There are three common designs.
Drill Down A link or other control in the parent window opens a separate window (or page) that lists the child items for the parent. This is preferred when the users occasionally need to transition from the parent to the children, but also need to regularly navigate to the children page directly for some tasks. The latter tasks may include searching for contacts on some criteria or browsing Recent Contacts irrespective of the parent.
Master Detail In a single window (or page) the top portion shows the parent data, and the bottom shows the list of child items. This is preferred when the user needs to work on the parent and child data together, frequently switching attention between them. It includes situations when you have multiple parent objects in the same window (e.g. they themselves are a list), so now the user is switching among multiple parents and multiple children within parents.
Tree Control If you do have multiple parent objects in the same window, they could be top level nodes in a tree, where expanding any one of them displays its child items directly underneath the parent. This is best when the hierarchy depth is variable among parents and/or relatively complex (e.g., more than just two levels like you describe).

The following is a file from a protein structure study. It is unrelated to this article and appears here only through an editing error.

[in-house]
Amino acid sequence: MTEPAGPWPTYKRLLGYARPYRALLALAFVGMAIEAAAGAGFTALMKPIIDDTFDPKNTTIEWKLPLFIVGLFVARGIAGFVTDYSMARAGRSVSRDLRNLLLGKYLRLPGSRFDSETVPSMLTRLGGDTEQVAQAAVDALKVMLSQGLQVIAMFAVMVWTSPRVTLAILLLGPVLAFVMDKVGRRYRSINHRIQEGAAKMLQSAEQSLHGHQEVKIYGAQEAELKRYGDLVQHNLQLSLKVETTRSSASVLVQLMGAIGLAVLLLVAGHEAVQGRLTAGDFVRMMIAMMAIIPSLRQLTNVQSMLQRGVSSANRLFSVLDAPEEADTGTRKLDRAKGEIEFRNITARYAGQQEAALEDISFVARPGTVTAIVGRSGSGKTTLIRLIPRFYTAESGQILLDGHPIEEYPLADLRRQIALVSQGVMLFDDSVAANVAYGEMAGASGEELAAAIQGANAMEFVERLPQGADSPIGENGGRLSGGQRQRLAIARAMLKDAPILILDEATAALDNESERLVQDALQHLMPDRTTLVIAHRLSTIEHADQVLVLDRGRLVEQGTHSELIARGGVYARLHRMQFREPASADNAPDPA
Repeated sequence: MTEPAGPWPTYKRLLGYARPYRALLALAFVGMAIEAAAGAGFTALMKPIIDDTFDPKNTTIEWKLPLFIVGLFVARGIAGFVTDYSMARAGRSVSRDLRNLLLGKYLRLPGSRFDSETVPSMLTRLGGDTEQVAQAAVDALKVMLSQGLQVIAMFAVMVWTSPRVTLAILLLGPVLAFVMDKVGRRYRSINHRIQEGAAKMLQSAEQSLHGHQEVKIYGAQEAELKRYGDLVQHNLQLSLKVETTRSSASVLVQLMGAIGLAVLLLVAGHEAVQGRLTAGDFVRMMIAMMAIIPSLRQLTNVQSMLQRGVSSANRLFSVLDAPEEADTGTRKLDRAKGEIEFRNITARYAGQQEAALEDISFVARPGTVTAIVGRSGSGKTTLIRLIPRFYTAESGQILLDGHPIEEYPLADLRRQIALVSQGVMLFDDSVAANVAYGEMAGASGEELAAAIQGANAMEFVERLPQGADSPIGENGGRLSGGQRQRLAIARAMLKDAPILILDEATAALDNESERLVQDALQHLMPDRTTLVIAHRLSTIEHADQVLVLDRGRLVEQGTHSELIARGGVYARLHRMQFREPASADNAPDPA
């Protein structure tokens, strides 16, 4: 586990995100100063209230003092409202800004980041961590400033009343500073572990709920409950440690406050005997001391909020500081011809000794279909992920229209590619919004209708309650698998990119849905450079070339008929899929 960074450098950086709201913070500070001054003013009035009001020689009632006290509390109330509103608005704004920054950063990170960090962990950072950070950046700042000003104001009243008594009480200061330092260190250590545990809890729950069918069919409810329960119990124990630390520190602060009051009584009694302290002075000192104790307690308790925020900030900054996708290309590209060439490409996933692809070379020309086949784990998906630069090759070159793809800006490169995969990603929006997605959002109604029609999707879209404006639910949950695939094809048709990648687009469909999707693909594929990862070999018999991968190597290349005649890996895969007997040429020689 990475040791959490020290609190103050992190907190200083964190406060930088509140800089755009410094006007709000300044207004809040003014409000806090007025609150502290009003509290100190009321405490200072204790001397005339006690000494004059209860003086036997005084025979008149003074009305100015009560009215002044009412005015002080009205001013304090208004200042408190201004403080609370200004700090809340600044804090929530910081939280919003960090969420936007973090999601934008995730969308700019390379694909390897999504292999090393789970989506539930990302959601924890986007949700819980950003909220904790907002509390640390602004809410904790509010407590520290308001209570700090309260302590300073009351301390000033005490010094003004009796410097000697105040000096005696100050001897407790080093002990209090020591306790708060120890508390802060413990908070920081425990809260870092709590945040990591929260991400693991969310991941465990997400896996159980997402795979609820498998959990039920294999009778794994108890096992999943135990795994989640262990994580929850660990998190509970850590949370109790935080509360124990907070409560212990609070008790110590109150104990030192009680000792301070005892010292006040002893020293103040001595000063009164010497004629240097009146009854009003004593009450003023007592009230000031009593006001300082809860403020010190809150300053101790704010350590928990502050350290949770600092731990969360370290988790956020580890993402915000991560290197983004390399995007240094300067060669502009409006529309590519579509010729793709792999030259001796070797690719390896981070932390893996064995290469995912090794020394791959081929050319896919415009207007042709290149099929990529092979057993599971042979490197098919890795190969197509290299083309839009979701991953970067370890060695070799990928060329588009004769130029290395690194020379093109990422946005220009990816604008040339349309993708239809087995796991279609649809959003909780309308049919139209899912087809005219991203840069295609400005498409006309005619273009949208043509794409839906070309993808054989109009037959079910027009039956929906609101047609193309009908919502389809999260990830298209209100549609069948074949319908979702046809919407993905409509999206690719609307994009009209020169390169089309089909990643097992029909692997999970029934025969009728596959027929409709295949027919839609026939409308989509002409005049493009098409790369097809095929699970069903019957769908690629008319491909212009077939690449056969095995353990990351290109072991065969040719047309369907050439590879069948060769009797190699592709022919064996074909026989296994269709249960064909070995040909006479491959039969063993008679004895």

I’ve details and illustrations of each of these at Taking Panes.
Creating, editing, and deleting are the same in all three. Editing is best if it’s edit-in-place, where the user can modify fields directly as they appear in the window (including the list). An Insert or Add button or menu item creates a blank object (e.g., inserts it in the list) for input. An alternative is to have a blank record always available for input, but that only works well with lists. A Delete button or menu item deletes an object.
There are two models for specifying the object or class of object to act on.
Duplicate Controls There’s the web-style of having separate controls for each object or class. For example each item in your list has a Delete button. The parent item also has a Delete button to distinguish deleting the parent from deleting a child.
Selection – Action Then there’s the desktop-style of having a single centralize control for each action and an icon or other control that allows the user to select one or more objects (parent or children) for the subsequent action to act on.
The advantage of Duplicate Controls over Selection-Action is it takes only one click, rather than two, to perform any action. The primary advantage of Selection-Action is that you can dedicate more window space to data and less to controls.